The temperature of your herp's environment affects many facets of his health.
In the wild, herps actively maintain proper body temperature on their own. Herps are ectothermic - cold blooded - which means they do not generate their own body heat. Instead, a wild herp moves from place to place, from sun to shade and back, in order to attain the optimum temperature he needs to thrive. This process is known as thermo-regulation.
The temperature of your herp's environment affects many aspects of his health. For example, an iguana can become constipated if the temperature gets too low. And your snake may not eat if the temperature falls more than a few degrees below optimum because his instincts tell him it is time to hibernate.
In captivity, your herp relies on you to provide an environment that he needs to stay healthy. Neither constant warmth nor constant cold is good for your reptile. For the majority of the year, a reptile will need both primary and secondary heat sources to maintain good health. A temperature gradient should be provided to allow your herp to move around the different temperature zones you create, such as basking areas or other cooler areas:
Controls & Cautions
- A primary heat source is necessary to keep the temperature of the entire cage within the proper range. A series of incandescent
lights over the cage is one of the best heat sources. At night, these lights will need to be turned off and another heat source may be needed depending on the ambient temperature. A
heating pad placed under the cage,
ceramic infrared heat emitters or panels, or
nocturnal incandescent light bulbs which produce heat, but little visible light, can be used.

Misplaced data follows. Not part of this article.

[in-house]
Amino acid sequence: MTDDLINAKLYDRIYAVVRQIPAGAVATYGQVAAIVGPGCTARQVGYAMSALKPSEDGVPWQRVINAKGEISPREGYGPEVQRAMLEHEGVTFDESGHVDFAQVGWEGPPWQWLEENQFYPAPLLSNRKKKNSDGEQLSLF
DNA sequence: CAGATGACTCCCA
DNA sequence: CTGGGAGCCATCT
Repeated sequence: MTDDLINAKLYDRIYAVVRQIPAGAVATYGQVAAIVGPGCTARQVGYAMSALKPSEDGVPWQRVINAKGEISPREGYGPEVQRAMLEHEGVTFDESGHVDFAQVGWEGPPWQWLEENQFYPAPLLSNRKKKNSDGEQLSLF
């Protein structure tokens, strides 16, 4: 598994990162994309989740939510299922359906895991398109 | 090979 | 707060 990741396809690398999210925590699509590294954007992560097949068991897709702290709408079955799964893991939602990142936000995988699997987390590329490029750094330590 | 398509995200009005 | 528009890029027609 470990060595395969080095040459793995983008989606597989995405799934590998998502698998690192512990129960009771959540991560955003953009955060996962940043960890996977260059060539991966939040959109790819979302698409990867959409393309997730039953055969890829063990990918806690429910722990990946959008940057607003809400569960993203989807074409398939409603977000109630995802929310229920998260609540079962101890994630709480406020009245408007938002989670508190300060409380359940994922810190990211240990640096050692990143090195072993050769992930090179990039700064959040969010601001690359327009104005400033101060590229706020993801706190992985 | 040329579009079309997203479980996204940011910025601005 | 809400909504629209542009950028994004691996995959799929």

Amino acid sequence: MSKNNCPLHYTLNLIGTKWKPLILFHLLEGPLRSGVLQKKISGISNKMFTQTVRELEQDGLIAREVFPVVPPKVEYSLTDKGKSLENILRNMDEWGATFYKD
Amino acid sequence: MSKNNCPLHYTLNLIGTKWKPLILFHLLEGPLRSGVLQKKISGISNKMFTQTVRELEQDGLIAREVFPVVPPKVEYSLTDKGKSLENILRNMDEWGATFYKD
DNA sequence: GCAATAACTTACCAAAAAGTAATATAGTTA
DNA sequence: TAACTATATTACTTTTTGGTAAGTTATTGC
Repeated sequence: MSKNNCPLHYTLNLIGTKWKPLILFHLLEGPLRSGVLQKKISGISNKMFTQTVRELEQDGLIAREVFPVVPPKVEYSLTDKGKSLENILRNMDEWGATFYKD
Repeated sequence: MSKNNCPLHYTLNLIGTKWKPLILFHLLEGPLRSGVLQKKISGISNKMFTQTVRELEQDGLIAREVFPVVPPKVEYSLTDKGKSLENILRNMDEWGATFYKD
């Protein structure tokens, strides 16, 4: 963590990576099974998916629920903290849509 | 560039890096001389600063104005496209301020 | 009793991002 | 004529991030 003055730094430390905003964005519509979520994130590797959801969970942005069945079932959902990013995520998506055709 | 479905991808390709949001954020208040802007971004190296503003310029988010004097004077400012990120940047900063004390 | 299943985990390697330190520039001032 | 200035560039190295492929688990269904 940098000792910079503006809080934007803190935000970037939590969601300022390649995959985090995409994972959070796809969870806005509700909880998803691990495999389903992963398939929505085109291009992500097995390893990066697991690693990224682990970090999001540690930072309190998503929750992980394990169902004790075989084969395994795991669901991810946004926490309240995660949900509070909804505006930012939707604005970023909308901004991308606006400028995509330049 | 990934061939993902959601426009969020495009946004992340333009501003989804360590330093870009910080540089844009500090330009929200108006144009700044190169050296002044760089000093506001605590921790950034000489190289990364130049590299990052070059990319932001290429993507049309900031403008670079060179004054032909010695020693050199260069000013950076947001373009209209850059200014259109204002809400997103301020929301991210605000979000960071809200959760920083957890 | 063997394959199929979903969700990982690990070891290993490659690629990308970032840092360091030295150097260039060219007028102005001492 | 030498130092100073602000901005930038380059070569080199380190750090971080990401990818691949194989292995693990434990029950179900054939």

- A secondary heat source creates more heat in specific areas of the cage to provide a temperature gradient. To best supply this gradient, the secondary heat source should cover only 25-30% of the surface of the enclosure. The secondary heat source could be a 50-75 watt incandescent bulb in a
ceramic base, securely mounted where the animal can not touch it. There are also special
'basking lights' available. Either type of light should shine down on a particular basking area from outside the cage. An under-the-tank heater (placed at one end of the tank only, thus creating a cool side and a warm side) is another option.
Keep an eye on the temperature of your herp's environment with a good thermometer such our
Precision Analog Thermometer.
Tips for temperature control and pet safety:
Since natural temperature requirements vary widely from species to species, remember to research your pet's particular needs. You can successfully keep your herp happy and healthy with an informed eye, the right equipment, and a careful consideration of how environmental temperature changes affect your pet.
- Temperatures in your home may vary five or more degrees between furnace cycles, or when air conditioning kicks in. Most herps require a significant difference between day and night temperatures. To accurately adjust these temperatures, even when you are not at home, we recommend use of programmable thermostats.
- Install thermometers to monitor both cold and hot zones of the habitat.
- Use an appropriately sized
rheostat to manually control the temperature of basking lamps to keep them at a temperature appropriate for your herp.
- Be very careful how you place your lights and heat sources. Iguanas especially are prone to lying too close, and can be burned as a result.
- Install a smoke detector in any room where you are using heat generating devices.
- Hot rocks are not recommended.